Negative equity: What is it and what can I do about it?
Car finance is becoming more popular than ever and more people are choosing to finance their car with some sort of credit. New cars these days can be very expensive and car finance enables you to spread the cost of your next car into affordable monthly payments. One of the biggest things that can put people off are the words “negative equity” and there is a common misconception that having a car on finance means that you automatically get negative equity. However, this isn’t always the case. UK Car Finance explain what negative equity is, why you have it and how can you avoid it.
What is negative equity?
When you take out a car finance deal, you are loaning of the amount for your desired car from a lender. You then pay back the amount you owe in monthly instalments. Negative equity is when the value of your car is less than the amount you need to settle your finance agreement. For example, if your car is worth £5,000 but you owe £7,000 on the finance, you would have £2,000 negative equity let at the end of your deal. Of course, if your car is worth more than you owe, your equity would be a positive number and referred to as ‘equity’.
How do I have negative equity?
Negative equity can be caused by a number of factors. It is usually caused when a car loses its value or depreciates faster than expected. Naturally, some cars depreciate faster than others. Choosing a car which depreciates slower can save you money in the long run and reduce the chances of negative equity.
Negative equity can also become a big problem when your circumstances change unexpectedly, and you may find yourself in a position where you can’t afford to make your monthly payments anymore. The unexpected loss of a steady income can seriously affect your ability to meet payment deadlines. If you’re worried about how much you can afford for car finance, you can use an online car finance calculator to work out your likely loan amount even before you apply.
The length of your contract can also affect your chances of having negative equity. If you have a high-interest rate or the term length was too long. Longer terms are attractive as they usually have a lower monthly payment, however, by the time your finance agreement is finished, your car more than likely won’t be worth much at all or it may not have lasted the lifespan of your deal.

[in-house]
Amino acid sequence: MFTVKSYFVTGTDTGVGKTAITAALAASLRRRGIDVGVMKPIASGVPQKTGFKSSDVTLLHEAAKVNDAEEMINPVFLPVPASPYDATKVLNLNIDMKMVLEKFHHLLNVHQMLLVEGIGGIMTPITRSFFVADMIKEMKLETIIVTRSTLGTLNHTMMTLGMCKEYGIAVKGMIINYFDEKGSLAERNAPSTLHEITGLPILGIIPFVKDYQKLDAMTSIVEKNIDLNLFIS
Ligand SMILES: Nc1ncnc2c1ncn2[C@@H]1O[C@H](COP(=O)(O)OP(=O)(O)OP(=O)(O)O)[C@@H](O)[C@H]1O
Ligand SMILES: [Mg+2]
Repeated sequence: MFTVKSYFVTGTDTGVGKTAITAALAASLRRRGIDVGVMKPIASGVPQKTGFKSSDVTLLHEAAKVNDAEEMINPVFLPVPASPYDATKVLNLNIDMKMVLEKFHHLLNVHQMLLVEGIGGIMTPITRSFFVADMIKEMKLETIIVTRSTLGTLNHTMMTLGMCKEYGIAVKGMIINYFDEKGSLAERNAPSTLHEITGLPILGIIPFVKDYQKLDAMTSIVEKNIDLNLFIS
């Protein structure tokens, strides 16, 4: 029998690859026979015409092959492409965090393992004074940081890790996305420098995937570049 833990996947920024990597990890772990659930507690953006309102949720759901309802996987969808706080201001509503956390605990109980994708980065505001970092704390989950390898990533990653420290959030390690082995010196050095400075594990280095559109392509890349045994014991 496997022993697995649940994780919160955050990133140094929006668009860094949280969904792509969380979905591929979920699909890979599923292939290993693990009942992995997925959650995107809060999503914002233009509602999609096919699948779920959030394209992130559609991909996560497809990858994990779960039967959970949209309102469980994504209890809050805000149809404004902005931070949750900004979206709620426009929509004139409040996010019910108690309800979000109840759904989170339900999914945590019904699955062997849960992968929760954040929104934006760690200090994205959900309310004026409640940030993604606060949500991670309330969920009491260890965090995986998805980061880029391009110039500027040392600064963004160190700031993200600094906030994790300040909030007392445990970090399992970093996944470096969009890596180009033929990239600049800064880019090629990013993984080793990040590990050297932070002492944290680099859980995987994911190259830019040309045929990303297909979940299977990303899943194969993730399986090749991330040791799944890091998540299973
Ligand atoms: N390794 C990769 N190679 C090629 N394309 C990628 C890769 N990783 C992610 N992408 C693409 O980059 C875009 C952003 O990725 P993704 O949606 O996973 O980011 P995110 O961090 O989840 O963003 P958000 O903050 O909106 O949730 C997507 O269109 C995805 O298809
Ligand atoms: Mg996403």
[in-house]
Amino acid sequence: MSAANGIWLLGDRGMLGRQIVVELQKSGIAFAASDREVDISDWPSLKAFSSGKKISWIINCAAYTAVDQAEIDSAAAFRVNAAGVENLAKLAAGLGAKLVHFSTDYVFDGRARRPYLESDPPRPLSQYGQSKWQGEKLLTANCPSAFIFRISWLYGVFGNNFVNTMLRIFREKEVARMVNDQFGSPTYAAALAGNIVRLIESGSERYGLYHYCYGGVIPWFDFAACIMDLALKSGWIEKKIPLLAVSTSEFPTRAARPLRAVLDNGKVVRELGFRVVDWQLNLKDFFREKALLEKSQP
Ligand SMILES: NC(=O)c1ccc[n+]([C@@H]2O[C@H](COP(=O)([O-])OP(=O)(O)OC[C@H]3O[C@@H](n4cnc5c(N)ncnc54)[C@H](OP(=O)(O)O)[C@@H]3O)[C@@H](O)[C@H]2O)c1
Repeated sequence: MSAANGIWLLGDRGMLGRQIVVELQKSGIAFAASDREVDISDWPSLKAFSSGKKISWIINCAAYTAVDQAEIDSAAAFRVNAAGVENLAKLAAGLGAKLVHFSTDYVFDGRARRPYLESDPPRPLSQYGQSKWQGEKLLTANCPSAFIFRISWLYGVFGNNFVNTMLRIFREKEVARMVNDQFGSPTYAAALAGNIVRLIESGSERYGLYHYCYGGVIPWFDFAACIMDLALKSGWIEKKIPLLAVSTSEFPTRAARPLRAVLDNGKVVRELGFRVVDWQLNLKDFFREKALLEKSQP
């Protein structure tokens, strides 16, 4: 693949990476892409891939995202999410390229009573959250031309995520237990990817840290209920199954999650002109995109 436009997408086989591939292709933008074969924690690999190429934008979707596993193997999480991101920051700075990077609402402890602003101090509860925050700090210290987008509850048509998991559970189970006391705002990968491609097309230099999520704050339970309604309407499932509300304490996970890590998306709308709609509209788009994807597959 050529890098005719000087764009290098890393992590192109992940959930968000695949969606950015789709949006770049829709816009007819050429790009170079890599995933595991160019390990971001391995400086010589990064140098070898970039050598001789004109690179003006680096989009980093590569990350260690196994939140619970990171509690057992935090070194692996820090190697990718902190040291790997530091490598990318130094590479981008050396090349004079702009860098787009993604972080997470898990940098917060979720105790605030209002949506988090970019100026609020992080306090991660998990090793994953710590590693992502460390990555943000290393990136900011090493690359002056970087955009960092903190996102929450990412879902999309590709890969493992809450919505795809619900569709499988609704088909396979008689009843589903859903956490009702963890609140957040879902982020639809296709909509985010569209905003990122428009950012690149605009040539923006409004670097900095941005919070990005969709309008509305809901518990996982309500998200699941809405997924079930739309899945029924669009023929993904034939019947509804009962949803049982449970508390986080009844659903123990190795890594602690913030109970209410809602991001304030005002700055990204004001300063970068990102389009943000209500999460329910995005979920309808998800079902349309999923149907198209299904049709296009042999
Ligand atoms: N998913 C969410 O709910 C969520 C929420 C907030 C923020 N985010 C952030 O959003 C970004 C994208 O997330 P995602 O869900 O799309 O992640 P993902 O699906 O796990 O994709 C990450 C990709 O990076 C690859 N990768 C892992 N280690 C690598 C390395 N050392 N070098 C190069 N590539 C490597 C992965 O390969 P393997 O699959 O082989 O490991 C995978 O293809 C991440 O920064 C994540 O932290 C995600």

Will I always have negative equity when I take out car finance?
Not necessarily no. It’s a common misconception that any sort of car finance leaves you with negative equity. However, this isn’t always the case. Negative equity is often associated with Personal Contract Purchase, where you will more than likely have negative equity all the way through your agreement until the end. Usually negative equity is less of a problem with hire purchase car finance deals due to the monthly payment typically being higher, which means you are paying off more of the car each month.
How do I avoid negative equity?
In some cases, you may not be able to avoid negative equity however there are ways in which you can reduce the risk of negative equity.
- Put down a bigger deposit. The more you put in for a deposit means the less you will pay in the long run and also may reduce your interest rate as you are borrowing less money.
- Choose a shorter term. When your term is reduced you usually pay more each month; however, this can help you avoid or minimise the amount of negative equity you have as you are paying off the balance of the car faster.
- Be realistic with your mileage. Your finance deal is calculated with your annual mileage in mind. Having a smaller mileage may make your payments cheaper but it may sting you in the long run. When you give the car back at the end of the deal, the dealership expects it in perfect condition and within the agreed mileage. Additional mileage could land you with a penalty fee.
- Check your affordability. One of the biggest risks of negative equity is missed payments. The more often you miss payments, the more money you owe on your vehicle. It also has a damaging effect on your credit score and can reduce the likelihood of you being accepted for finance in the future.
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